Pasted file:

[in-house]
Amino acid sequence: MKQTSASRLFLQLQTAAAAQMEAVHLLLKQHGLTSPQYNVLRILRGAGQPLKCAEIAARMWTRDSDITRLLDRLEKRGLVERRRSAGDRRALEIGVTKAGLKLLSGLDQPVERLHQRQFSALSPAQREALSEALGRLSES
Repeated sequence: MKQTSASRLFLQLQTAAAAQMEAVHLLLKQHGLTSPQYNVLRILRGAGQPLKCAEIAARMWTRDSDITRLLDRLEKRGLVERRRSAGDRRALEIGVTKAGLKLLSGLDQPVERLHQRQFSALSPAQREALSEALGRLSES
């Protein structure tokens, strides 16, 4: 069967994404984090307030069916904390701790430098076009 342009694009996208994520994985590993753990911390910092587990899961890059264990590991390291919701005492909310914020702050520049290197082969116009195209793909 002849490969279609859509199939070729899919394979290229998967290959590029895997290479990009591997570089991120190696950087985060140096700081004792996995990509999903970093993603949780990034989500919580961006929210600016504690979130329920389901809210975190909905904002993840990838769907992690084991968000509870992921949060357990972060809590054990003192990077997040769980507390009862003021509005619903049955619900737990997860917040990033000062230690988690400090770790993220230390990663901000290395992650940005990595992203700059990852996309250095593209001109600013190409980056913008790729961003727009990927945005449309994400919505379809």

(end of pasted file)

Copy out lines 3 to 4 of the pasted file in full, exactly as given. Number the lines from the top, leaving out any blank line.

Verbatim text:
Repeated sequence: MKQTSASRLFLQLQTAAAAQMEAVHLLLKQHGLTSPQYNVLRILRGAGQPLKCAEIAARMWTRDSDITRLLDRLEKRGLVERRRSAGDRRALEIGVTKAGLKLLSGLDQPVERLHQRQFSALSPAQREALSEALGRLSES
């Protein structure tokens, strides 16, 4: 069967994404984090307030069916904390701790430098076009 342009694009996208994520994985590993753990911390910092587990899961890059264990590991390291919701005492909310914020702050520049290197082969116009195209793909 002849490969279609859509199939070729899919394979290229998967290959590029895997290479990009591997570089991120190696950087985060140096700081004792996995990509999903970093993603949780990034989500919580961006929210600016504690979130329920389901809210975190909905904002993840990838769907992690084991968000509870992921949060357990972060809590054990003192990077997040769980507390009862003021509005619903049955619900737990997860917040990033000062230690988690400090770790993220230390990663901000290395992650940005990595992203700059990852996309250095593209001109600013190409980056913008790729961003727009990927945005449309994400919505379809």